Parshat Bamidbar

By Rabbi Cheryl Weiner, PhD, ’07

The Narrative of Numbers Then and Now

G-d provides us with two models for how we can understand G-d’s presence among us, based on where the Tent of Meeting is placed in the desert. Rabbi Israel Knohl, a noted Hartman Institute scholar expounds. In Parshat Ki Tisa, in the book of Exodus, Moses puts the Tent of Meeting outside the camp. Anyone can access it and commune with G-d. In this week’s parashah, Bamidbar, in the book of Bamidbar, Moses puts the Tent of Meeting in the middle of the camp surrounded by the tribes who each have a different obligation to protect its position as G-d is preparing them to go to war to enter the land promised to them. Only the priests can enter it. Corresponding to today, Rabbi Efrat Zerren-Zohar, a Florence Melton Regional Director and Scholar, uses this metaphor to explore how we can access G-d —through our central agencies and synagogues or through entities outside the established order, outside the camp.

As I was considering this, I remembered a CBS news report that a census indicated that 1 out of every 7 Americans is currently living alone, with 40% of people in major cities occupying single-family dwellings. The majority of singles are over 65 and of that population, the majority is female. I wondered what G-d was preparing us for today, moving us out of families and communities and into isolated living units. In the news report, two forty-year old singles were compared. One woman relished not having to be responsible for anyone except herself and not having to answer to anyone. One single man was desperate to find companionship and in his search for it through social media, he had encountered 70,000 others who had responded to his call for friendship. Both of these people had received book contracts to extol their life style of either praise or lament for being single.

And so I go back to what G-d may be saying about our current numbers and our current roles as we wander in our various deserts looking for divine revelation.

We have to find a way to take care of the single among us. These numbers are humbling. On the one hand, we have the individual who loves singlehood as a healthy, active, self-sufficient adult. How can we use them as a model to train people who are used to relying on others to become self-sufficient, so they can thrive without depending on a spouse or children or even community support? On the other hand, we have a growing number of people who are alone and want and need friendship, support, hospital visits, and companionship where they live. How can we provide them with the connections and community that they yearn for? How can we use the two models for where we place the Tent of Meeting in dealing with this modern census data? How can we use our central agencies and synagogues as well as invent new programs to bring people into a relationship with G-d’s presence in their lives?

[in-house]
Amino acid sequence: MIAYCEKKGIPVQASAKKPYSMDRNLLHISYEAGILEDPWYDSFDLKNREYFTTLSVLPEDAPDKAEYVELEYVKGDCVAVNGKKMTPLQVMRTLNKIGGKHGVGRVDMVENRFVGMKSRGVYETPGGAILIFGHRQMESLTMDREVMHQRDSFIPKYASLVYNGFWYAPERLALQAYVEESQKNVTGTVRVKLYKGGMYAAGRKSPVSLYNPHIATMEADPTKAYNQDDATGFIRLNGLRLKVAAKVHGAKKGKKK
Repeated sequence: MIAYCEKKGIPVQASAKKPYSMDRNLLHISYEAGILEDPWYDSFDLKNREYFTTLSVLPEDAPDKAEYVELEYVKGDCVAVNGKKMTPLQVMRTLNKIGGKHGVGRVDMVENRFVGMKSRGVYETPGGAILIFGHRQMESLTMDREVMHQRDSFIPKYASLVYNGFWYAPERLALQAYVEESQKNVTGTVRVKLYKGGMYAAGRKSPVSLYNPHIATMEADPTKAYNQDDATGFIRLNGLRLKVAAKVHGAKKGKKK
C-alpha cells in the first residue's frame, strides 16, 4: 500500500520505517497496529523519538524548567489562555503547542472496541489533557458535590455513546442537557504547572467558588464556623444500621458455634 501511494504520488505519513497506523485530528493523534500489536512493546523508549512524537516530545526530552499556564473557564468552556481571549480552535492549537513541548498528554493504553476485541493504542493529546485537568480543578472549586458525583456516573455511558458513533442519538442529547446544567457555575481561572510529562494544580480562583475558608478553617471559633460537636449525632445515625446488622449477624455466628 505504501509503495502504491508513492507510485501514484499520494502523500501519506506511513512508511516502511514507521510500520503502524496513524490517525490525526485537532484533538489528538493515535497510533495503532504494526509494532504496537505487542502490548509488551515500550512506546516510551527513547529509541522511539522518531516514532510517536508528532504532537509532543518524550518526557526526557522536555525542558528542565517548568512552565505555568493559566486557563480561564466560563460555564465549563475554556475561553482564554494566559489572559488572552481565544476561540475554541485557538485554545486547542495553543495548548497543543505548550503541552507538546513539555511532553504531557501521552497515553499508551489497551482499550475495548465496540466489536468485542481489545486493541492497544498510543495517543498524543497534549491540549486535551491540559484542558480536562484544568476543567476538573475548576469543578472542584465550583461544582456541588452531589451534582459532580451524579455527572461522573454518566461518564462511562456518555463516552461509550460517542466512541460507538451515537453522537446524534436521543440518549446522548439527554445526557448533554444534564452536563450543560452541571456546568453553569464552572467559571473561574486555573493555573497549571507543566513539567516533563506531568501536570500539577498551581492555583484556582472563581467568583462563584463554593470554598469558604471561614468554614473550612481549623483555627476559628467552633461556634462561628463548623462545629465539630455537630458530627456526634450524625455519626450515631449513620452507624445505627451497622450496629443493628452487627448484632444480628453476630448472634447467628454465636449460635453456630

As we prepare for Shavuot, our holiday that celebrates the revelation of Torah, we can look to the mystical Counting of the Omer that occurs between Passover and Shavuot and ends this Shabbat. On this Shabbat, the 43rd day of the Counting, we meditate on the value construct of Malchut b’Malchut; sovereignty in sovereignty, being grounded in the tachlis or pragmatics, of life. How do we maintain the sovereignty of the tradition in relation to the sovereignty inherent in the individual? The numbers have shifted from the tribe to the individual and the Tent of Meeting, where G-d’s presence dwells, lies both inside and outside the camp.